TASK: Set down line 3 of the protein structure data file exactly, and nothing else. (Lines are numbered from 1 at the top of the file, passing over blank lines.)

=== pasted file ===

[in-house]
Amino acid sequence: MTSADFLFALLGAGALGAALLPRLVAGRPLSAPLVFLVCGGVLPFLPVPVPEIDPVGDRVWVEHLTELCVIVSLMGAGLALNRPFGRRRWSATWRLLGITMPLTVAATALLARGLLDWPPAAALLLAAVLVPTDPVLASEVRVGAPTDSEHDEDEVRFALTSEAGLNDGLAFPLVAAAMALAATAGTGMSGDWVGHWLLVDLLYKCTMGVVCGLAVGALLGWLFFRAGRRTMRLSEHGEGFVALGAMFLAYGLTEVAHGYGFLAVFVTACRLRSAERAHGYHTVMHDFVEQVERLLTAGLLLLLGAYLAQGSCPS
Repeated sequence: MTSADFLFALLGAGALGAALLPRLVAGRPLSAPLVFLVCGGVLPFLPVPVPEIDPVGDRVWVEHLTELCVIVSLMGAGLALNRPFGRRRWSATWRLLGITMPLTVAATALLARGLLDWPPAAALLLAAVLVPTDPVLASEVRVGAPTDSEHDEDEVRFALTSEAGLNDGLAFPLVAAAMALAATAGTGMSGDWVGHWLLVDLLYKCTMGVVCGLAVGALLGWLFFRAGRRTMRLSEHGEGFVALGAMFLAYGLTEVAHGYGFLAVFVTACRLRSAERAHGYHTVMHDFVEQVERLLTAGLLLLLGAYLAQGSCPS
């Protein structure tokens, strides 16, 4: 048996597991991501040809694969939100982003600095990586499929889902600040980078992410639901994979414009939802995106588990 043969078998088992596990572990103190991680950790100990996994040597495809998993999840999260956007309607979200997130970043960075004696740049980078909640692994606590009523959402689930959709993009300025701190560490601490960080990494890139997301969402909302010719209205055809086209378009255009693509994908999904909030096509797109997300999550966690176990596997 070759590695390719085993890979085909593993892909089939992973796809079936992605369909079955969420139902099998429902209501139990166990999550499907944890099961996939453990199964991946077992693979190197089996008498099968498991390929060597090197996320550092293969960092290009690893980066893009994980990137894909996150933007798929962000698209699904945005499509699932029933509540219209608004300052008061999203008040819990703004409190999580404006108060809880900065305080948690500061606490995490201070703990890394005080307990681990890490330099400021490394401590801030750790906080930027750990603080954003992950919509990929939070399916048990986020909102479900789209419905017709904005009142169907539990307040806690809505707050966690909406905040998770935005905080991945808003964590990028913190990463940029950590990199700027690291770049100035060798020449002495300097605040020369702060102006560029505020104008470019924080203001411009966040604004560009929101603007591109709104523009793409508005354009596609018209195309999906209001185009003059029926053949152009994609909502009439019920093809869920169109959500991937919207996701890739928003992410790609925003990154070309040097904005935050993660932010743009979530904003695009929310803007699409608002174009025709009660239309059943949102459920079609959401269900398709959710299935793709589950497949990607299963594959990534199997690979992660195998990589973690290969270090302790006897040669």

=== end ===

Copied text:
Repeated sequence: MTSADFLFALLGAGALGAALLPRLVAGRPLSAPLVFLVCGGVLPFLPVPVPEIDPVGDRVWVEHLTELCVIVSLMGAGLALNRPFGRRRWSATWRLLGITMPLTVAATALLARGLLDWPPAAALLLAAVLVPTDPVLASEVRVGAPTDSEHDEDEVRFALTSEAGLNDGLAFPLVAAAMALAATAGTGMSGDWVGHWLLVDLLYKCTMGVVCGLAVGALLGWLFFRAGRRTMRLSEHGEGFVALGAMFLAYGLTEVAHGYGFLAVFVTACRLRSAERAHGYHTVMHDFVEQVERLLTAGLLLLLGAYLAQGSCPS